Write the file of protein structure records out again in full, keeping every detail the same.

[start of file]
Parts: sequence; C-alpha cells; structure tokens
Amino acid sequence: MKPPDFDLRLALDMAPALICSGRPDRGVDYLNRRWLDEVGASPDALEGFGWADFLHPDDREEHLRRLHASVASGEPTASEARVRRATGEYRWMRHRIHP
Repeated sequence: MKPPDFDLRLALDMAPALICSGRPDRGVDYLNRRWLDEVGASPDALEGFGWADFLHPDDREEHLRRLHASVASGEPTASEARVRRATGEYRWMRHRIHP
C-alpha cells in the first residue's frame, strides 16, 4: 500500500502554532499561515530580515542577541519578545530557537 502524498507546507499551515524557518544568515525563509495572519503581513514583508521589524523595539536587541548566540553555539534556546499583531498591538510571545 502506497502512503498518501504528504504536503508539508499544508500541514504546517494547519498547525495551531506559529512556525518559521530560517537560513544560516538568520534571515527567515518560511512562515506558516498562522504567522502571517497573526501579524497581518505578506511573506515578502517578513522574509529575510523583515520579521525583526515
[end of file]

Parts: sequence; C-alpha cells; structure tokens
Amino acid sequence: MKPPDFDLRLALDMAPALICSGRPDRGVDYLNRRWLDEVGASPDALEGFGWADFLHPDDREEHLRRLHASVASGEPTASEARVRRATGEYRWMRHRIHP
Repeated sequence: MKPPDFDLRLALDMAPALICSGRPDRGVDYLNRRWLDEVGASPDALEGFGWADFLHPDDREEHLRRLHASVASGEPTASEARVRRATGEYRWMRHRIHP
C-alpha cells in the first residue's frame, strides 16, 4: 500500500502554532499561515530580515542577541519578545530557537 502524498507546507499551515524557518544568515525563509495572519503581513514583508521589524523595539536587541548566540553555539534556546499583531498591538510571545 502506497502512503498518501504528504504536503508539508499544508500541514504546517494547519498547525495551531506559529512556525518559521530560517537560513544560516538568520534571515527567515518560511512562515506558516498562522504567522502571517497573526501579524497581518505578506511573506515578502517578513522574509529575510523583515520579521525583526515